Shots for adults and honey for kids.

Shots for adults and honey for kids.

Health and medicine explained.
Dec. 13 2007 12:27 PM

Your Health This Week

Shots for adults and honey for kids.

Is honey an effective cough medicine?
Is honey an effective cough medicine?

This week, Dr. Sydney Spiesel discusses the immunizations that adults need, the value of giving honey to coughing kids, and the difficulty of killing off medical recommendations that prove to be wrong or obsolete.


Problem: When parents bring their children in for shots, I often sense a touch of gratitude that their own time at the mercy of the needle has passed. Wrong. Many adults are due for shots. Their doctors often neglect this, but the recently issued U.S. Recommended Adult Immunization Schedule should remind them.

Question: Why immunize adults? The answer is simple: It's the most natural, specific, and cost-effective way of preventing illness. Vaccines take advantage of the body's ability to act as a chemical factory. Exposed to a protein from a virus or to a fragment extracted from a bacterial cell, our body recognizes the material as something resembling an invading parasite, and makes a protein molecule (an antibody) to stop the invader. Since the person who was vaccinated is prevented from getting the infection, he or she also can't pass it on, and thus helps break the chain of infection (an advantage called "herd immunity").

Recommendations: With time, sometimes the protection children receive through immunization fades and needs a boost. What are the vaccines recommended for adults?

• The newly introduced Tdap. This boosts protection against diphtheria, whooping cough, and lockjaw, a horrible illness caused by certain soil bacteria when they enter the body through a deep injury (think of stepping on a rusty nail). The vaccine should be repeated every 10 years and should also be given after an injury if it's been more than five years since your last dose.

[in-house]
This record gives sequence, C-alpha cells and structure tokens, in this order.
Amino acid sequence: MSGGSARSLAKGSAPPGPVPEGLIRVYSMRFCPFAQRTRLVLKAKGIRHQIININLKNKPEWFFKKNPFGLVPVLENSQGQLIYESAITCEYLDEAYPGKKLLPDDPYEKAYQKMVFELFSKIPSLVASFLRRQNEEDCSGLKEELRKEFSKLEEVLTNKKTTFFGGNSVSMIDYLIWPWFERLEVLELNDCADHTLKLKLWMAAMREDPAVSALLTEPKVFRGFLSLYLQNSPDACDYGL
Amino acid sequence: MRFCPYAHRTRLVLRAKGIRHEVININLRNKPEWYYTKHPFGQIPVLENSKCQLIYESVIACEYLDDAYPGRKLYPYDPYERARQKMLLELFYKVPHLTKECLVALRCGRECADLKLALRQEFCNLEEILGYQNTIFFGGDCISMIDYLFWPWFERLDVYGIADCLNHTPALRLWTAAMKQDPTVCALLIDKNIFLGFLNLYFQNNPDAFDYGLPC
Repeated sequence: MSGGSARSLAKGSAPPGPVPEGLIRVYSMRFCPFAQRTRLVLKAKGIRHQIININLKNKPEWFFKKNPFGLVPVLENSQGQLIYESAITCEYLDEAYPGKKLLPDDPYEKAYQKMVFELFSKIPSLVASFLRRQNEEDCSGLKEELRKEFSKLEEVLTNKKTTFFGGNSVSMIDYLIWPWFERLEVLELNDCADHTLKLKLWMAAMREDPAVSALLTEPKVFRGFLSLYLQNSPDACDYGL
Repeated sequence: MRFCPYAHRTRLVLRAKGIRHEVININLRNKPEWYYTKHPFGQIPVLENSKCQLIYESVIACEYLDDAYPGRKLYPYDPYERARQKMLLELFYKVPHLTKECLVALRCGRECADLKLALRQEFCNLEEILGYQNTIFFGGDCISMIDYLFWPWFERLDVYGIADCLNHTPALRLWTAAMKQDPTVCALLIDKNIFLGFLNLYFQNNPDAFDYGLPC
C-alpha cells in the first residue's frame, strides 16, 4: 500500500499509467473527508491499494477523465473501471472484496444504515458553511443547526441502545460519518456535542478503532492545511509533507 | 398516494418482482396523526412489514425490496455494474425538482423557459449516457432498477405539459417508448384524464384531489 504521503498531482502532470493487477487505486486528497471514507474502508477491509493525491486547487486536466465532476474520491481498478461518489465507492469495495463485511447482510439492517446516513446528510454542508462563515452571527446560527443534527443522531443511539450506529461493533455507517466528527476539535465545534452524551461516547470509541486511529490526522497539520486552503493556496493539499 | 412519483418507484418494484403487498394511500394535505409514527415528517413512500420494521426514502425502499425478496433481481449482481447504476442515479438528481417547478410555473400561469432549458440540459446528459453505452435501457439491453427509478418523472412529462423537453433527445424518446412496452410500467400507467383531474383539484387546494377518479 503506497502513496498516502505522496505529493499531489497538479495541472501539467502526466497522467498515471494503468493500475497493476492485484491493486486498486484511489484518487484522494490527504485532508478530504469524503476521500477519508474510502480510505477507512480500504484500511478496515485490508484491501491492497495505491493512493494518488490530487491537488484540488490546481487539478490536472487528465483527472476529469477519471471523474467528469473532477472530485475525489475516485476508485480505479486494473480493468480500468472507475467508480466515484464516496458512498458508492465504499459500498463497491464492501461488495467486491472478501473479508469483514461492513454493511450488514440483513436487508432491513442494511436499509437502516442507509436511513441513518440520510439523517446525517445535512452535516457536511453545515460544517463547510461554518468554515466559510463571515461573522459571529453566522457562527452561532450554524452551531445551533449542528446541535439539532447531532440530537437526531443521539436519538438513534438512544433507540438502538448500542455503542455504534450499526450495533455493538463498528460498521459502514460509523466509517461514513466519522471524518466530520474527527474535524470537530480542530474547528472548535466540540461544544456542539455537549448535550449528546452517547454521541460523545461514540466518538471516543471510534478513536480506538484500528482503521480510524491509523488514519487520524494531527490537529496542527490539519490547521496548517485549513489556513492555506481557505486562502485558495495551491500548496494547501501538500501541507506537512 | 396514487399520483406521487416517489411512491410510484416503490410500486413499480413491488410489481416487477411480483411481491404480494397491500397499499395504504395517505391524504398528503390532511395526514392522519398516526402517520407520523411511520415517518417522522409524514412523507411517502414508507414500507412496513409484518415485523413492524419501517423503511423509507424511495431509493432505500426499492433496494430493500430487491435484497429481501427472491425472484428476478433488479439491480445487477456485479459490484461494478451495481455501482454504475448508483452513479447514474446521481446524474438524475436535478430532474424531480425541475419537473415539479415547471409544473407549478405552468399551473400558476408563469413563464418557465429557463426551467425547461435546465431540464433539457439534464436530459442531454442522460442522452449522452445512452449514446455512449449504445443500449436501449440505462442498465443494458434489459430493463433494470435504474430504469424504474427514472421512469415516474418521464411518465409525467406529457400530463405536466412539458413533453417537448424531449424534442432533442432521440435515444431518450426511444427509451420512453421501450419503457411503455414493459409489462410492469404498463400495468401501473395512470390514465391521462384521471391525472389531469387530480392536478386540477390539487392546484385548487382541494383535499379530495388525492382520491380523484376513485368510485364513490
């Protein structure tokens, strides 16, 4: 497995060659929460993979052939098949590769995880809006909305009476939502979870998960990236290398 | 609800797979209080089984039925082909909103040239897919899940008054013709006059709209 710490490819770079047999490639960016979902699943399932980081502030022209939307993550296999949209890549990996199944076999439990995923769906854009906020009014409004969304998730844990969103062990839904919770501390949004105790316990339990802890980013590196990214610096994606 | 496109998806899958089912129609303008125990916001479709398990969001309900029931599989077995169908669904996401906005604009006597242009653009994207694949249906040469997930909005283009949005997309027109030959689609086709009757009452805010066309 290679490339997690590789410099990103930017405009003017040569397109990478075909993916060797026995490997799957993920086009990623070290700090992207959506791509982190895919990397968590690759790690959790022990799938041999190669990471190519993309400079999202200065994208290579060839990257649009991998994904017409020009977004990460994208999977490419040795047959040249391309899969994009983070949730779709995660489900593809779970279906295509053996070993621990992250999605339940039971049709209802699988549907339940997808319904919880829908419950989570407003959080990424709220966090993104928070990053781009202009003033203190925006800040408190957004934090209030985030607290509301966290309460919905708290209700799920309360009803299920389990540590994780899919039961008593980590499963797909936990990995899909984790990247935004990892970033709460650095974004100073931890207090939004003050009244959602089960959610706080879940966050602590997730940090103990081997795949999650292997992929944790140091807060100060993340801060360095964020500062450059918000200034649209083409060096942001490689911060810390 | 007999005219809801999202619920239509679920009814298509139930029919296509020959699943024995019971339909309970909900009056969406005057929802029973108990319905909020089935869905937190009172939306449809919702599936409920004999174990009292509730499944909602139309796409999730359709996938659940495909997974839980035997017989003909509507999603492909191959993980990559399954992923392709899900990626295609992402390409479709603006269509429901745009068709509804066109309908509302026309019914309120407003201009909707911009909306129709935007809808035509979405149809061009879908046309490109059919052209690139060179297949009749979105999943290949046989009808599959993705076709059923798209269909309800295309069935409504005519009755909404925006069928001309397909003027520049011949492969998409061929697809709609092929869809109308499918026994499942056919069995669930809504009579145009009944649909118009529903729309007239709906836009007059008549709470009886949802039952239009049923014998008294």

• Two doses of chickenpox vaccine and (if you were born after 1957) at least one dose of measles, mumps, or rubella vaccine. If you are 60 years or older, the shingles vaccine is strongly recommended. None of these should be given to pregnant women or people with suppressed immune systems.

• If you are a woman under 27, three doses of the HPV vaccine against cervical cancer and genital warts.

• If you are older than 50 or live in a household with a child under 2, an annual flu shot.

• If you are traveling to a wonderful place with less than wonderful sanitation, seek out a hepatitis A shot—nothing spoils a vacation like vomiting, diarrhea, and turning yellow.

Conclusion: You may need to press your doctor about immunizations, since thinking about vaccines doesn't come as naturally to internists as to pediatricians, and some dislike the special storage requirements and expense that vaccines entail. But do press—you and everybody around you will be healthier for it.

Problem: I'm a skeptic about the value of cough medicine for kids. Still, I've been spending an inordinate amount of time this season seeing unhappy, coughing children and placating their parents, who are distressed by the FDA's warning against over-the-counter cough and cold remedies for children under the age of 2.

New research: Happily, the wonders of modern science (aided by a grant from the National Honey Board) have come to my rescue. A new study demonstrates the value of an alternative that's cheaper, safer, and tastier: buckwheat honey. The researchers studied its effectiveness by randomly dividing a group of about 100 children with colds into three groups. One group was given honey before going to bed at night. Another group was given a syrup containing dextromethorphan, or DM, a common cough suppressant, colored and flavored to resemble honey. The third group was given nothing at all.